Cian O’Sullivan and Dublin are all systems go for championship action

‘We’ve to adopt the mentality - we’re playing, there’s a championship up for grabs’

Cian O’Sullivan: “I used the time well to shore up a couple of injuries that had been nagging and hindering me the last couple of years,” Photograph: Laszlo Geczo/Inpho

Cian O’Sullivan: “I used the time well to shore up a couple of injuries that had been nagging and hindering me the last couple of years,” Photograph: Laszlo Geczo/Inpho

 

There have been plenty of mornings during his now dozen seasons with Dublin when Cian O’Sullivan has woken up with questions swirling around in his head. Will I make the starting team for Sunday? What is that pain in my left hamstring? How many Leinster titles have I won again?

So in ways any lingering question around the 2020 championship, and whether or not Dublin will get as far as that shot at a sixth successive All-Ireland win, is just another of the imponderables that O’Sullivan is well used to. Even in the face of the unprecedented Covid-19 that’s the only way he can see things for now.

“From a pure football perspective, it takes a lot of sacrifice and commitment to play at this level,” says O’Sullivan, who last year won his seventh All-Ireland, to go with his nine Leinster titles. “And if you’re going to do that, you do it right, and don’t go into it with any level of doubt over whether or not it might go ahead over the coming weeks. That would be doing a disservice to that level of commitment that is required of you.

“So we’re very much planning, and focused, with the mindset that this is going ahead, and we’re going to be playing championship football on November 5th, and we’re approaching all our training sessions that way.

“Whether or not that’s the reality is completely out of our hands and our control. We can only impact what we can do when we show up for training every day, and we’ve got to adopt the mentality that we’re playing, and there’s a championship up for grabs here.”

Even if the country had gone into Level 5 restrictions, there is a growing sense the GAA are intent on playing out this championship come what may, even if it spills over into 2021. While the uncertainty will continue to linger, O’Sullivan’s insists it’s no different to controlling the things only players can control.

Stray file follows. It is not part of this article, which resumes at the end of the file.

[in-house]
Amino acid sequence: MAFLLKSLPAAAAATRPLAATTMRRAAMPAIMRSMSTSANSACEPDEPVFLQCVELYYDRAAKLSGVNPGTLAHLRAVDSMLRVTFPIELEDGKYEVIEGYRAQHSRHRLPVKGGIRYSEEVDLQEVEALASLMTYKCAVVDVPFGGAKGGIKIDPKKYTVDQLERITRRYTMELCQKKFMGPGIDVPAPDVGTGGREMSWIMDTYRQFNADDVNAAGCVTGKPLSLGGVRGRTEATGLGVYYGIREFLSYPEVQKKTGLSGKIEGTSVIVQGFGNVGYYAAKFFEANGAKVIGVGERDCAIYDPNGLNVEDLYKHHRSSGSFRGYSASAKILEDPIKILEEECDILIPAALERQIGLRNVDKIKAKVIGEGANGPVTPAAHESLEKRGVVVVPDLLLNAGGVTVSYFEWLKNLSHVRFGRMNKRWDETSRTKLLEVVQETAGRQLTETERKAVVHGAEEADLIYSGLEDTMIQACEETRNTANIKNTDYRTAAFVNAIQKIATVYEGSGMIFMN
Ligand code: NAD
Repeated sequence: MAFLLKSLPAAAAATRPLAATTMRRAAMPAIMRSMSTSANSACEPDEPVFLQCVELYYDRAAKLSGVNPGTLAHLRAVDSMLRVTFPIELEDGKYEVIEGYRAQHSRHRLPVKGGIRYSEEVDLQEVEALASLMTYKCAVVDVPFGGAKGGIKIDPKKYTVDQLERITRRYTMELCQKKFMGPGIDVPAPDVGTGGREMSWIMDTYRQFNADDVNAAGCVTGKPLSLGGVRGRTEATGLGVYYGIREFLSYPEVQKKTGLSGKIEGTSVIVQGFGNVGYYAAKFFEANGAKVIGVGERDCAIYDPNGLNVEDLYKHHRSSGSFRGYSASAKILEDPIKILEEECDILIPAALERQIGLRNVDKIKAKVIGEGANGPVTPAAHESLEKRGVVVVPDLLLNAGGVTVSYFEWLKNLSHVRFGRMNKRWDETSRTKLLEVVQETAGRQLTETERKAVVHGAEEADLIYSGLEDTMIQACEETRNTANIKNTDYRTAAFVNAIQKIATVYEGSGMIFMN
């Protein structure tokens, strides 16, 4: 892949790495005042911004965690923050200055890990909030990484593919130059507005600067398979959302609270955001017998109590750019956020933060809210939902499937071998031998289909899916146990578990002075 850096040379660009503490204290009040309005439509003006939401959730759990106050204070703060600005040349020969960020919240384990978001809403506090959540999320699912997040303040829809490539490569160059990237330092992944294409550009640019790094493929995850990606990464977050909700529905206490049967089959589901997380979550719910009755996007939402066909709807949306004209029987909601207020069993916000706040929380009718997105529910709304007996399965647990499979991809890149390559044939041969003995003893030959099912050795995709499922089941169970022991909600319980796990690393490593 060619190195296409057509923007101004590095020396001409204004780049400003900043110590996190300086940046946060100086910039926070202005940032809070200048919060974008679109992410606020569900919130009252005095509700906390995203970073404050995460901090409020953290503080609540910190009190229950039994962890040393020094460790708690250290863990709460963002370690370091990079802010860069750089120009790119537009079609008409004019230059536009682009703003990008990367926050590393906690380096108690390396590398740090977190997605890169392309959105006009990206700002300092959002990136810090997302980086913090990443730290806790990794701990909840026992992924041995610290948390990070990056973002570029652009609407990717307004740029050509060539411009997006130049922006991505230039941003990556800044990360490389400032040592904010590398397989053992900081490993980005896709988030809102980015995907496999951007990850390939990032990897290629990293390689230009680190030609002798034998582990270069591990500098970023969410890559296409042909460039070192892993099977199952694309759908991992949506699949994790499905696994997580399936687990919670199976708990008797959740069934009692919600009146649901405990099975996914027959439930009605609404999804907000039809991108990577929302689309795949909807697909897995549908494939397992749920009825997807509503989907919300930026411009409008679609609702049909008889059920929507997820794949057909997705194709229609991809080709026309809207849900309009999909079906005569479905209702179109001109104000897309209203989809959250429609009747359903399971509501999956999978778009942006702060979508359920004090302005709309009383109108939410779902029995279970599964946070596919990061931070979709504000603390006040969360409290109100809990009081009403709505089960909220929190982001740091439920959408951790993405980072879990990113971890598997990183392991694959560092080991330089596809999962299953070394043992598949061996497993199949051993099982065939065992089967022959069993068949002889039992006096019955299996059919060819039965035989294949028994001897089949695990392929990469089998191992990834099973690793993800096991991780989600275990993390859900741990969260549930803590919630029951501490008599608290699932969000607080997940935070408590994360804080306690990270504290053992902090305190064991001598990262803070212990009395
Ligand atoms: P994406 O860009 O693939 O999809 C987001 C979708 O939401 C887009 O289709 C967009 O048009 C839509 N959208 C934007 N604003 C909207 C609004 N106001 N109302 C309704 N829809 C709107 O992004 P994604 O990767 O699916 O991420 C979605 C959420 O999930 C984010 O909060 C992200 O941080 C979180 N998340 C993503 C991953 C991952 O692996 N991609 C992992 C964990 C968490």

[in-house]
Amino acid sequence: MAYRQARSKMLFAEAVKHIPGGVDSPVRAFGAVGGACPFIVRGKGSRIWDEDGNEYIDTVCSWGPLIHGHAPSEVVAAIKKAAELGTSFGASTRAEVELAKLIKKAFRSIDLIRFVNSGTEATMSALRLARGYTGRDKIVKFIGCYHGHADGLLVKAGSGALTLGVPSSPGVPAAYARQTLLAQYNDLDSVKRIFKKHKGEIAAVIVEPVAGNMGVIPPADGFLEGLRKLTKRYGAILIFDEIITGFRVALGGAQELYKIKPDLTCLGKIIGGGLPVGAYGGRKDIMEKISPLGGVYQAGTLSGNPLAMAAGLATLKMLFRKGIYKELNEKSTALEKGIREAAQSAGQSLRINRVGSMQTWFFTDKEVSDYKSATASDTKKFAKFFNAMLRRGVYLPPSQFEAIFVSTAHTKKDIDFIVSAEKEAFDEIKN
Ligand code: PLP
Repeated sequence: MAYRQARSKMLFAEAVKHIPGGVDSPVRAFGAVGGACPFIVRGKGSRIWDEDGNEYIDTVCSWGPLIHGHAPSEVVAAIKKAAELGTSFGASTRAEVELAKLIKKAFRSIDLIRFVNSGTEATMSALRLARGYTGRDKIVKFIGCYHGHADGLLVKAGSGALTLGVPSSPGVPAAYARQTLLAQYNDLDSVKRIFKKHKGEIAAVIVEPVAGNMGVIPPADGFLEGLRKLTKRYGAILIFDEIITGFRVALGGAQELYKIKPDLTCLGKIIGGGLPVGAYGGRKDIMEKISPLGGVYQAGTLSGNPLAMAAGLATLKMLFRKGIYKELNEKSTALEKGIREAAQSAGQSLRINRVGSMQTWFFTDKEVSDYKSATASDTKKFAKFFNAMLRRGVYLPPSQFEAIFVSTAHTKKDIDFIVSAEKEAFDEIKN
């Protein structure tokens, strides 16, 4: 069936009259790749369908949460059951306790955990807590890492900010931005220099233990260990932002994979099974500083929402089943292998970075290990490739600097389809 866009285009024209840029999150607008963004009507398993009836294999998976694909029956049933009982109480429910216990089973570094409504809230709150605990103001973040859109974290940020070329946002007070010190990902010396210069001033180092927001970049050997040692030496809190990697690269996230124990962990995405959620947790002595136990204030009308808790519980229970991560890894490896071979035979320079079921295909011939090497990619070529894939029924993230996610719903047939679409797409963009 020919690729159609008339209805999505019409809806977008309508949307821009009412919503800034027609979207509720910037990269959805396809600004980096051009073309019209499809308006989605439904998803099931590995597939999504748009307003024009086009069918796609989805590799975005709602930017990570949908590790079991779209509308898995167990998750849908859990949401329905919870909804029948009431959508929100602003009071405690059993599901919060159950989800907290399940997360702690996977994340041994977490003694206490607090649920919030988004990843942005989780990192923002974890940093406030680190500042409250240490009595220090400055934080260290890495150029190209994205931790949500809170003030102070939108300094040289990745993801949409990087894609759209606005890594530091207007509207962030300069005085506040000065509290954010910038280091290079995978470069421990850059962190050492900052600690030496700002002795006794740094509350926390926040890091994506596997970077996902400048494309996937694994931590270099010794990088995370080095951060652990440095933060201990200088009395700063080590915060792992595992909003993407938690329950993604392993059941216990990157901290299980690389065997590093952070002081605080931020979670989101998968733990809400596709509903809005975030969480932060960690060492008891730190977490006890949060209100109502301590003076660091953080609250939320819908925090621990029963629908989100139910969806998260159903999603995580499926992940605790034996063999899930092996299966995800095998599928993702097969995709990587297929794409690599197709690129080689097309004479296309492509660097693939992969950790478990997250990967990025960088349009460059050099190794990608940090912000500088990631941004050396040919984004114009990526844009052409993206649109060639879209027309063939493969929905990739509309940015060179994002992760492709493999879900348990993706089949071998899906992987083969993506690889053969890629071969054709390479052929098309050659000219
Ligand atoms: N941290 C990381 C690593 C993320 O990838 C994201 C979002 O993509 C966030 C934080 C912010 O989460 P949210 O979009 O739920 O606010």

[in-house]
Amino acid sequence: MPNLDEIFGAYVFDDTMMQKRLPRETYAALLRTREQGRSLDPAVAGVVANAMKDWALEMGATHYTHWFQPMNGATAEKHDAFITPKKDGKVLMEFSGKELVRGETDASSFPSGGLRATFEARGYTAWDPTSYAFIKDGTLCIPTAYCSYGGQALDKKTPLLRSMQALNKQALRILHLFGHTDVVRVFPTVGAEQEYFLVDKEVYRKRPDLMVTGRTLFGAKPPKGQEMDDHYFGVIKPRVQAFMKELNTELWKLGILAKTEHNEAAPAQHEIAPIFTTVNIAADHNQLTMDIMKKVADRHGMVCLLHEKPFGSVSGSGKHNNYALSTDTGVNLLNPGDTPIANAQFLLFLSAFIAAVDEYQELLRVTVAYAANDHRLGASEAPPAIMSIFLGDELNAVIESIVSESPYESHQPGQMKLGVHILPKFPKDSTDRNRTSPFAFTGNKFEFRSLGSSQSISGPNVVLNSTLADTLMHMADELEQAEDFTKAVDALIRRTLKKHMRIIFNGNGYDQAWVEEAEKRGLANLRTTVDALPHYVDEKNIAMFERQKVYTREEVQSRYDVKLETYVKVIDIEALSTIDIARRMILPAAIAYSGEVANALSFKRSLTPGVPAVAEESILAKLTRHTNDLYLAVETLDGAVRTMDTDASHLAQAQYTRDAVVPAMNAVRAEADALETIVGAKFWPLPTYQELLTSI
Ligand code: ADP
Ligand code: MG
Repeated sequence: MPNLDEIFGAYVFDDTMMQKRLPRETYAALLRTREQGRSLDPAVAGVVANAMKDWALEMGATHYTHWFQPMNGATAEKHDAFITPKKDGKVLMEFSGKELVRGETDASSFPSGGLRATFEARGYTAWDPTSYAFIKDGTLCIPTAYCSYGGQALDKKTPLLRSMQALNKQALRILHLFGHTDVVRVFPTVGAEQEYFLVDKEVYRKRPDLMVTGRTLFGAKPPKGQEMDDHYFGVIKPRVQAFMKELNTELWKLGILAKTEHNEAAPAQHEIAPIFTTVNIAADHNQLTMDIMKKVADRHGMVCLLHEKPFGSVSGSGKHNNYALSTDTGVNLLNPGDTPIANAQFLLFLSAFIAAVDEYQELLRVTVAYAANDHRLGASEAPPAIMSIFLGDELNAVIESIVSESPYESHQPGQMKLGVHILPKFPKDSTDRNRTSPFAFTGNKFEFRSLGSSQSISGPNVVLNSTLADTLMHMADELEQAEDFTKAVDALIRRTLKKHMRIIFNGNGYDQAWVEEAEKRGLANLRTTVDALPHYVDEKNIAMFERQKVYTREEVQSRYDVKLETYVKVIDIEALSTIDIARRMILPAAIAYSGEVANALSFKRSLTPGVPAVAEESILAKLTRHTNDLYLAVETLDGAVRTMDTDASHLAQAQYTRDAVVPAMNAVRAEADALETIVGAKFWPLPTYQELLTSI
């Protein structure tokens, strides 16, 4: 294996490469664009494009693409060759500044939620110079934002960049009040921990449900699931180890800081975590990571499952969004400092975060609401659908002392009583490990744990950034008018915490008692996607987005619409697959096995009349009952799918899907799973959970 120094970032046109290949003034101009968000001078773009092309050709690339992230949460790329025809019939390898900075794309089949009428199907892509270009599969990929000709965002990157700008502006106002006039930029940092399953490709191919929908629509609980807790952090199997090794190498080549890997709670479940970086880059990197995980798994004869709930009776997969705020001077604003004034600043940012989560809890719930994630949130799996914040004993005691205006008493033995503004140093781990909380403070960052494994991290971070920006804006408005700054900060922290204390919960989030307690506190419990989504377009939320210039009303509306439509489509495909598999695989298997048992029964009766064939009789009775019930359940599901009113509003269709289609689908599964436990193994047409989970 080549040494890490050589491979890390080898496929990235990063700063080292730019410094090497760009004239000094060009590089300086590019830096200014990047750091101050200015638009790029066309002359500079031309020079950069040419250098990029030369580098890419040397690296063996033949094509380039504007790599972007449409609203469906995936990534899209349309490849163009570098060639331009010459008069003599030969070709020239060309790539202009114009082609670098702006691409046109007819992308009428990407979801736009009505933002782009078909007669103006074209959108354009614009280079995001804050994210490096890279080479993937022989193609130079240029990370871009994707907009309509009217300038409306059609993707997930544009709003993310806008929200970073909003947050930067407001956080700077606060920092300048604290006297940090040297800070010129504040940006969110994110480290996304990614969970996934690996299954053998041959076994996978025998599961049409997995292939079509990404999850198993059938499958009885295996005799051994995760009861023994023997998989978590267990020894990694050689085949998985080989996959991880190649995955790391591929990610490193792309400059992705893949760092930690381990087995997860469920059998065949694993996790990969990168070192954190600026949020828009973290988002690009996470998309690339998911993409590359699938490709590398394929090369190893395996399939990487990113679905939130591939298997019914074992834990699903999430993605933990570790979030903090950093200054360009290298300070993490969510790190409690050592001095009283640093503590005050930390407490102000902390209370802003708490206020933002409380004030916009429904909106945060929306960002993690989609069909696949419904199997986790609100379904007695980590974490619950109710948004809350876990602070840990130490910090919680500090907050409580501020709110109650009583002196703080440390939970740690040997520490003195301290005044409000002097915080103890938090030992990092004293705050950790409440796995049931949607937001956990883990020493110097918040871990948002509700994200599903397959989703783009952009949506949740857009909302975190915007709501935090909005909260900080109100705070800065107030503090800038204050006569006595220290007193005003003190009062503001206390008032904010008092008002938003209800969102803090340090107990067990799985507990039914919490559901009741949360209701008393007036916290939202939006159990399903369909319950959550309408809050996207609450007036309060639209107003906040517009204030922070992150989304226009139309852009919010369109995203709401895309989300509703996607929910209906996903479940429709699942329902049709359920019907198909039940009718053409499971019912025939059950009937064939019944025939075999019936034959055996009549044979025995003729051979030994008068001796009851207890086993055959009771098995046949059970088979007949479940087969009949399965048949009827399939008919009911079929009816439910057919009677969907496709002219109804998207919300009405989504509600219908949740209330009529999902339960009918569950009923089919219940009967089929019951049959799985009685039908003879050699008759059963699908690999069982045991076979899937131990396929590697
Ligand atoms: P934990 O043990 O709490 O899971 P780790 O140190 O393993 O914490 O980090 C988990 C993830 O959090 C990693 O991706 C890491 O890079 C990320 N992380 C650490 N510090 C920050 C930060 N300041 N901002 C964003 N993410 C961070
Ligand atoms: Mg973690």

“Yeah, players are faced with adversity in lots of different guises and forms, and I think being involved in sport at a high level, for me personally anyway, has taught me things that you can take to other aspects of your life, dealing with adversity, and being comfortable with what’s in your control and what’s not in your control. And this is another of those examples.”

At 32, he’s intent himself of making the best of it with Dublin: speaking at the launch of the Ballygowan partnership with Dublin GAA, he also says his body has been well served by the extended break.

“Yeah I feel great, feel fresh, and really enjoyed the club campaign, being able to commit and focus 100 per cent on that, which was different to previous years, when you’re coming off the back of a long intercounty season, and the body mightn’t always be right.

“We could hit the ground running from day one, but back with Dublin two and a half weeks now, and it’s really coming together, the training sessions getting more intense, so it feels like normal again. Albeit we’re training under lights and in the rain and muck, whereas we’d usually be training on a nice hard sod and under a bit of sun.

“In the club championship too, we got to the semi-final [with Kilmacud Crokes], played most of those games, and the body felt good. Back training now, but I think the rest over the summer was definitely welcomed, and I think I used the time well to shore up a couple of injuries that had been nagging and hindering me the last couple of years.

“I do think it’s an even playing field across all counties, everyone has been struggling with the same issues, the reduced contact time, shorter pre-season, lack of competitive games. We’re no different.

“So I think across the board everyone will be welcoming the two league games, as a primer, before we get into championship. But I wouldn’t think it’s any disadvantage for us, given it’s the same for everyone else.”

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